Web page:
Maybe you’re more inspired by a trip to somewhere far off, someplace you’ve thought of in daydreams, but have yet to get to. Maybe someplace you’ve been yet would like to re-visit. That’s where we come in! 

Here are some ways to celebrate Nature Photography Day:
(The following list comes from the North American Nature Photography Association)

  • Learn even more about the natural history of your environment: plants, wildlife, and land. Hey! We do that on BCJ photography tours!! Your guide will be well versed in the natural world, or national park, in which you travel with us so you can expect to learn a bit about the location you’re photographing, which in our opinion, is essential! 
  • Encourage the creative spirit among your family and friends. Tell them about books and online resources with suggestions on how to photograph flowers, birds, and more. 
  • Know that your photos can be invaluable, telling vital stories about nature. Find something that detracts from the natural world, showing images of how human beings sometimes adversely affect the environment. Have you taken time recently to make your loved ones sit through a slideshow of your trip images? If not, it’s time and you are overdue for a session. Your friends and family will thank you later. Seriously, though. Share your images, the things you’ve learned, and the love of the locations you’ve visited while on BCJ trips! 
  • Remind your colleagues about Nature Photography Day and how images have been used to protect the natural world. If you have a website or blog, spread the news there, too.
  • Immerse yourself in the legacy of nature photography by reading about the work of naturalists as well as pioneers in the profession. Have you read Ansel Adams’ Biography? It’s GREAT! 
  • Build vibrant memories by picking something close to home that you’ve never photographed before. Then make plans to photograph that subject or scene. Enjoy your hobby on a day set aside to acknowledge it!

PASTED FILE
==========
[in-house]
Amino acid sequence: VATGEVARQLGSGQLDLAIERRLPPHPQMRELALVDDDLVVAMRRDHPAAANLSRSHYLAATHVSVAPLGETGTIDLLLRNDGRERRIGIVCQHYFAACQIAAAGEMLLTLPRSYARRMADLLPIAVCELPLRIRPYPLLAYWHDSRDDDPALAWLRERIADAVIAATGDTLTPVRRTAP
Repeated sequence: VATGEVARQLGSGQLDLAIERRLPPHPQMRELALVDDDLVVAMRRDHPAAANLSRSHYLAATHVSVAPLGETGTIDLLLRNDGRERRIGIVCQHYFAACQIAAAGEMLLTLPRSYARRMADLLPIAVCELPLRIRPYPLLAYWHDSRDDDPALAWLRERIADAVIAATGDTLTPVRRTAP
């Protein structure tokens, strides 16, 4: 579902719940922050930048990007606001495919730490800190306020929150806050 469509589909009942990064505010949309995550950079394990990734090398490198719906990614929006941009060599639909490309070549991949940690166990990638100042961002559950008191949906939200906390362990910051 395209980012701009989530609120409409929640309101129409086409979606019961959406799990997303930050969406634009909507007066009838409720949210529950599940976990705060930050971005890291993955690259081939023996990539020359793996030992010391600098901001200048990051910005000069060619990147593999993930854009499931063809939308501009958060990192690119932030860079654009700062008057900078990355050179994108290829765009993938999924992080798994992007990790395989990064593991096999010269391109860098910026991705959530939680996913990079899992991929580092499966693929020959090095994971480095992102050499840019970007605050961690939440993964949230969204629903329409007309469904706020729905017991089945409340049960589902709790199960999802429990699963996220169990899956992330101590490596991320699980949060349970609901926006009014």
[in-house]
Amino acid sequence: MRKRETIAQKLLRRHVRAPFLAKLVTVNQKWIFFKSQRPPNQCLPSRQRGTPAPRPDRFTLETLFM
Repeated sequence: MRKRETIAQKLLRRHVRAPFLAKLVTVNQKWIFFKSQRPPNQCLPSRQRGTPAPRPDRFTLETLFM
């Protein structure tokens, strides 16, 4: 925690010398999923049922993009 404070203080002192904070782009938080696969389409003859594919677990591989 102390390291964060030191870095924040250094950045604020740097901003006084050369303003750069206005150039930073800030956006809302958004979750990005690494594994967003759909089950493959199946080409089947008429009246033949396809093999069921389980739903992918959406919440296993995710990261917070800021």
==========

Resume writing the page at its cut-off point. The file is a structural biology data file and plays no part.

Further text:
• Create a scavenger hunt for birds, butterflies, insects, rocks, and other natural sights likely to be close to you. But don’t just list what you’ve found. Take photos!
  • Finally, ask yourself how your images can help to bring positive changes to the Earth. After all, it’s our common home. 

So, how will you celebrate our day, today? Might it be time to schedule that next BCJ trip? Whatever you choose to do, make it something that speaks to you. 

Kenton Krueger








Kenton Krueger has spent the past several years guiding backpackers, hikers, and photographers into the wild places of the American West such as Grand Canyon, Yellowstone, Yosemite, Olympic, Glacier, Katmai, Zion, Bryce Canyon, Arches, Canyonlands National Parks, Coastal Oregon, as well as internationally in Costa Rica & Brazil. In addition to backpacking and camping, his adventures include rock climbing, exploring the slot canyons of southern Utah, mountain biking, and bagging 14ers in Colorado’s San Juan Mountain Mountain Range. Kenton is a trail runner, and former pilot, and spent roughly five years writing and photographing for the award-winning Omaha World-Herald newspaper, out of his hometown, Omaha, Nebraska. Kenton looks forward to utilizing his years of trip leading and guiding experience, combined with his passion and experience behind the lens, to provide memorable and unforgettable experiences at the wild places we will visit together.